For Gabriel de la Mora the artwork already exists before the artist, and therefore it is not his role to either create or destroy, but merely to transform. By repurposing debris salvaged from flea markets and antique shops, de la Mora creates alchemical works that both prescribe to the object specificity set by the precedents of Minimalism and Abstraction in terms of form, and quietly engage with the figurative through their content.
By Dimitris Lempesis
Photo: The Drawing Center Archive
Since the early ‘00s, Gabriel de la Mora has collected detritus and ephemera ranging from hair to found photographs, shoe soles, matchboxes and found paintings. He transforms these objects, to call attention to their original uses, while also making Conceptual investigations into the nature of art. In “Sound Inscriptions on Fabric”, his solo exhibition at The Drawing Center in New York, an installation of 55 pairs of found speaker screens, each of which carries the “drawn” imprint of dust generated by the sound of countless voices, songs, commercials, news broadcasts, and static that passed through the fabric screen during the speaker’s life. For the exhibition, De la Mora studied all of the 55 pairs of speaker grills with obsessive inquisitiveness to uncover the unique underlying architecture of each one. Sound Inscriptions on Fabric demonstrates De la Mora’s distinctive approach to drawing as durational and readymade rather than an act of immediate creation by the artist’s hand. After studying architecture at the Universidad Anáhuac del Norte, Gabriel de la Mora began his career as a practicing architect. After five years, he redirected his work, focusing instead on visual art, and in 2003 he received a Master of Fine Arts degree in painting at Pratt Institute in New York. Much of de la Mora’s work focuses upon the intimate functions of objects that, outlasting their usefulness, have been discarded. By repurposing found things, de la Mora points to the actions of time upon the object. In his collected chips of paint and fabric painted ceilings, for example, he suggests that the painting came into existence long before the artist came into contact with it and placed it upon a canvas. In this way, he is also drawn to the visual and affective power of archival collections.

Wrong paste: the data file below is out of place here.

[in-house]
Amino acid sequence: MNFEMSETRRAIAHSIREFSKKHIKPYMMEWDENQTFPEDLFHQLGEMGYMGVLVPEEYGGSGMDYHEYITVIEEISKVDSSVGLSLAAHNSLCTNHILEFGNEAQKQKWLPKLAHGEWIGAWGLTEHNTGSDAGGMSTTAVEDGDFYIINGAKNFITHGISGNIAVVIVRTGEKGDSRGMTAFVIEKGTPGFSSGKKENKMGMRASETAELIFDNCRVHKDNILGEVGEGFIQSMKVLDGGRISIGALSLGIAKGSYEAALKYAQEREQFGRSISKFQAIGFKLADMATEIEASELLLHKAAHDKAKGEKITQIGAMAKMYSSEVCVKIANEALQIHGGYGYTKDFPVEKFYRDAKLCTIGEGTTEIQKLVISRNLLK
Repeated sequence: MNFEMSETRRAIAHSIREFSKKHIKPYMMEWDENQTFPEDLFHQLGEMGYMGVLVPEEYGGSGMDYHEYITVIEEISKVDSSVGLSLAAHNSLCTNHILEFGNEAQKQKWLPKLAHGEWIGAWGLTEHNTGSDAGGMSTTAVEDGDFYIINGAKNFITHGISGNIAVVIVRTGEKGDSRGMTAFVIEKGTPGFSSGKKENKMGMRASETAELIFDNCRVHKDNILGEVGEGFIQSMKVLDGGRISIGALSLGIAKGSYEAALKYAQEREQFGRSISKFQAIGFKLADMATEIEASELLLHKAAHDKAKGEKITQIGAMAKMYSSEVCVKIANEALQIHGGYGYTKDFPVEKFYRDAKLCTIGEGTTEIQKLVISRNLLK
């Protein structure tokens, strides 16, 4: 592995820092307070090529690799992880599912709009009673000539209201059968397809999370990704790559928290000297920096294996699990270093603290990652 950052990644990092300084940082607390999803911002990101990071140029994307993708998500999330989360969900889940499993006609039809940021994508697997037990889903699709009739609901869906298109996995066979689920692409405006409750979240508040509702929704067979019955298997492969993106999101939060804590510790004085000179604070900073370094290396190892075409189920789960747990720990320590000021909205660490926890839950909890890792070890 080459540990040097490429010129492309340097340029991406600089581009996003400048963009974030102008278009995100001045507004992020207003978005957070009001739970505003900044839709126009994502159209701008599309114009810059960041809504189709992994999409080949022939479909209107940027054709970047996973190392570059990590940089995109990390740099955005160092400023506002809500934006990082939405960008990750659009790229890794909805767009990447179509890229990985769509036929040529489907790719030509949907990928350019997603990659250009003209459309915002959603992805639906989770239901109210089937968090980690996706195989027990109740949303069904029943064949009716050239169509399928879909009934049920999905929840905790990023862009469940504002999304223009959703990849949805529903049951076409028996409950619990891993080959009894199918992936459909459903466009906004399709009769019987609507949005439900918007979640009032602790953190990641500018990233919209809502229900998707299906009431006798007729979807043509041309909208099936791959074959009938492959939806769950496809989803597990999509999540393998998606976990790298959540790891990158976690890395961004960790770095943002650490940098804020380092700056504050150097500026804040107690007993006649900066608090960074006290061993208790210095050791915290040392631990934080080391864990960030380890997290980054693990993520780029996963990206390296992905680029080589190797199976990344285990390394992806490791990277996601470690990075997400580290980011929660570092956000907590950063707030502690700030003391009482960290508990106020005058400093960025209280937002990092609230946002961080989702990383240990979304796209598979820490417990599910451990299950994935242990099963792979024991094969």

Info: Curator: Brett Littman, The Drawing Center, 35 Wooster Street, SoHo, New York, Duration: 15/7-2/9/16, Days & Hours: Wed & Fri-Sun 12:00-18:00, Thu 12:00-20:00, www.drawingcenter.org